From Kamloops, British Columbia, Canada:
My active, healthy 15 year old son is an who has had diabetes for four years and has been using a pump for the last year and a half, has had good control. He is 5 feet 7 inches tall, weighs 150 pounds, and his insulin intake is usually above 100 units/day with a midday basal rate of 3.9 units per hour. I am concerned about insulin resistance and wondering about the use of type 2 medications both to decrease the insulin intake and to stabilize his daily numbers. Could you give me info concerning the pluses and minuses of this approach?
There is only preliminary information about using drugs that decrease insulin resistance in the pubertal insulin resistance of type 1 diabetes. All the preliminary studies are promising. You should discuss this with your son's diabetes team. There re excellent diabetes groups in Vancouver, for instance, who will know of this research. In fact, some was done in Toronto.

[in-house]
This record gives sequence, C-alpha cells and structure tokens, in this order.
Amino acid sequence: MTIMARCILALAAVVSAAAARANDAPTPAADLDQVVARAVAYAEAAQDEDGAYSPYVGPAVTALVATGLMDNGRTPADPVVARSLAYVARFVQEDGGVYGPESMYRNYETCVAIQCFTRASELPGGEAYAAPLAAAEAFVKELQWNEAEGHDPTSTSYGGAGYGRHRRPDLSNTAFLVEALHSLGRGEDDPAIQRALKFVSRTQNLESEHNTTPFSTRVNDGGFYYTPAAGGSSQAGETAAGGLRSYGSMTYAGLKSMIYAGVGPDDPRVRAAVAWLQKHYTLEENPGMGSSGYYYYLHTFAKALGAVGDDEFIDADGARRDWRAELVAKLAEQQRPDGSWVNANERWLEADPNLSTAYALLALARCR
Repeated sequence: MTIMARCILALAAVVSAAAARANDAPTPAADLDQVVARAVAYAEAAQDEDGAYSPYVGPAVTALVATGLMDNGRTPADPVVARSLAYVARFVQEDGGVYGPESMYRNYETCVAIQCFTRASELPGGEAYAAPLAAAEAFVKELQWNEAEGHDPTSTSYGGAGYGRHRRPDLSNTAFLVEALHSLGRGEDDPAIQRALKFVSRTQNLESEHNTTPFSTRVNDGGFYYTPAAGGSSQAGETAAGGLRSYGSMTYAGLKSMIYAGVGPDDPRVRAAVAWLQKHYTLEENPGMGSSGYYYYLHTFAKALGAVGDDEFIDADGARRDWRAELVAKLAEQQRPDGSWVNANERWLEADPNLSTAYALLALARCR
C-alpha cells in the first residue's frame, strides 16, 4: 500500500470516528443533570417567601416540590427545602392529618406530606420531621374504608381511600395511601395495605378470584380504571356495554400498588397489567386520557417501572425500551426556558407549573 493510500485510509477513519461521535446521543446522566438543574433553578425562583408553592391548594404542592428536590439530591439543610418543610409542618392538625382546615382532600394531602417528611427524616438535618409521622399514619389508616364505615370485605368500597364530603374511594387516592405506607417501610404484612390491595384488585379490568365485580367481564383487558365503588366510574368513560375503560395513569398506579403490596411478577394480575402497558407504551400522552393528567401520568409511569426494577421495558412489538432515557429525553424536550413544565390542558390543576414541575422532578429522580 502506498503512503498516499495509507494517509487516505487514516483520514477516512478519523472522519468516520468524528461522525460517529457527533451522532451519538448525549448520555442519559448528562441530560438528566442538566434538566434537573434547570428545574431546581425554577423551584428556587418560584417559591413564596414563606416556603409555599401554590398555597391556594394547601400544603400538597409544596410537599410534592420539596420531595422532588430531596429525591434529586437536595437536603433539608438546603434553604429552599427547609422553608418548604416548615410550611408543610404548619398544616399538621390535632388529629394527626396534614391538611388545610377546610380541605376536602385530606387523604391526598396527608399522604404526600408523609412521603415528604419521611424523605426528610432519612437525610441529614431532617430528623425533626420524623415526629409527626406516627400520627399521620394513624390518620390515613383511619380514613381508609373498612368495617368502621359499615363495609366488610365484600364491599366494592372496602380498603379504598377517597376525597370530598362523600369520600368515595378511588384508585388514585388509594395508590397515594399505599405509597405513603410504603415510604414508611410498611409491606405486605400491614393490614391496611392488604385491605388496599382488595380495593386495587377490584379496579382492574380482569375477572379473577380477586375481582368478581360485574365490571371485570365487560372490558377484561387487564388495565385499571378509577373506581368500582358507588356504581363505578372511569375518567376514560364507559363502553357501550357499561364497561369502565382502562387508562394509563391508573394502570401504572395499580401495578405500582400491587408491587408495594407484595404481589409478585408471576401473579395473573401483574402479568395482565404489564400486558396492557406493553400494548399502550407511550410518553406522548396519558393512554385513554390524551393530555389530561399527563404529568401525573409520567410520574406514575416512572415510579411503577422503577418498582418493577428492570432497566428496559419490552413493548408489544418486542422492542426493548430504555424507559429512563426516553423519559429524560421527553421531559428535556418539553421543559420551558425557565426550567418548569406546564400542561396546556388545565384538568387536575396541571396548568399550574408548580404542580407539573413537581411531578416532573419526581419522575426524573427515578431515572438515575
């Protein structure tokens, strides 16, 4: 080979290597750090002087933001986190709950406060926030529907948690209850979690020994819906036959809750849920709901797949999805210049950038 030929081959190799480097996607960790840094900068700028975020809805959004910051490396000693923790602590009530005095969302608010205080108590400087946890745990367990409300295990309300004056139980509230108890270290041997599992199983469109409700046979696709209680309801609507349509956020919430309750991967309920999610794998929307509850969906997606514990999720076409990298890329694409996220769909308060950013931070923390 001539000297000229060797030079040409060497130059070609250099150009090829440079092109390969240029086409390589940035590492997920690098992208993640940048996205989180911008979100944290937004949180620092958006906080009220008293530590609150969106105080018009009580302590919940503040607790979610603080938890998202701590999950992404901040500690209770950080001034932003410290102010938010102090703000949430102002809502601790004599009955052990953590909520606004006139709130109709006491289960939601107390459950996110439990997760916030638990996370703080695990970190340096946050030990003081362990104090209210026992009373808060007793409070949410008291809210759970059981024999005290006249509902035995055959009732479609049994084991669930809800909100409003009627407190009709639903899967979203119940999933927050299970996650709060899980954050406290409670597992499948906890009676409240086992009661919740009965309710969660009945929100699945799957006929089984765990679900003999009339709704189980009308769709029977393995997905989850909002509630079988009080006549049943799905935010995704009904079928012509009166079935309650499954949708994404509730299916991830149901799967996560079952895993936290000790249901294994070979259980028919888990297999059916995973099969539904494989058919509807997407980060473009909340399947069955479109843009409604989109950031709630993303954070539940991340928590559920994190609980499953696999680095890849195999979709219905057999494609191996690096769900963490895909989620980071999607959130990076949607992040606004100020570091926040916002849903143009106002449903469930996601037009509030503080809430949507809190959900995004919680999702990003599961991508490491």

Metformin is the drug most studied and does not have major side effects. If he is obese, then working to decrease his obesity would be paramount with or without medications. Increasing daily exercise is also another great way to require less insulin even if there is insulin resistance. Sometimes, changing from one to another brand also is helpful and easy to try for a week or so to see if the doses change or not. The newer insulin sensitizers have not had much experience in this regard but also should work.
Original posting 7 Apr 2003
Posted to Pills for Diabetes
|Return to the Top of This Page|
Last Updated: Tuesday April 06, 2010 15:09:44
This Internet site provides information of a general nature and is designed for educational purposes only. If you have any concerns about your own health or the health of your child, you should always consult with a physician or other health care professional.
This site is published by T-1 Today, Inc. (d/b/a Children with Diabetes), a 501c3 not-for-profit organization, which is responsible for its contents. Our mission is to provide education and support to families living with type 1 diabetes.
© Children with Diabetes, Inc. 1995-2018. Comments and Feedback.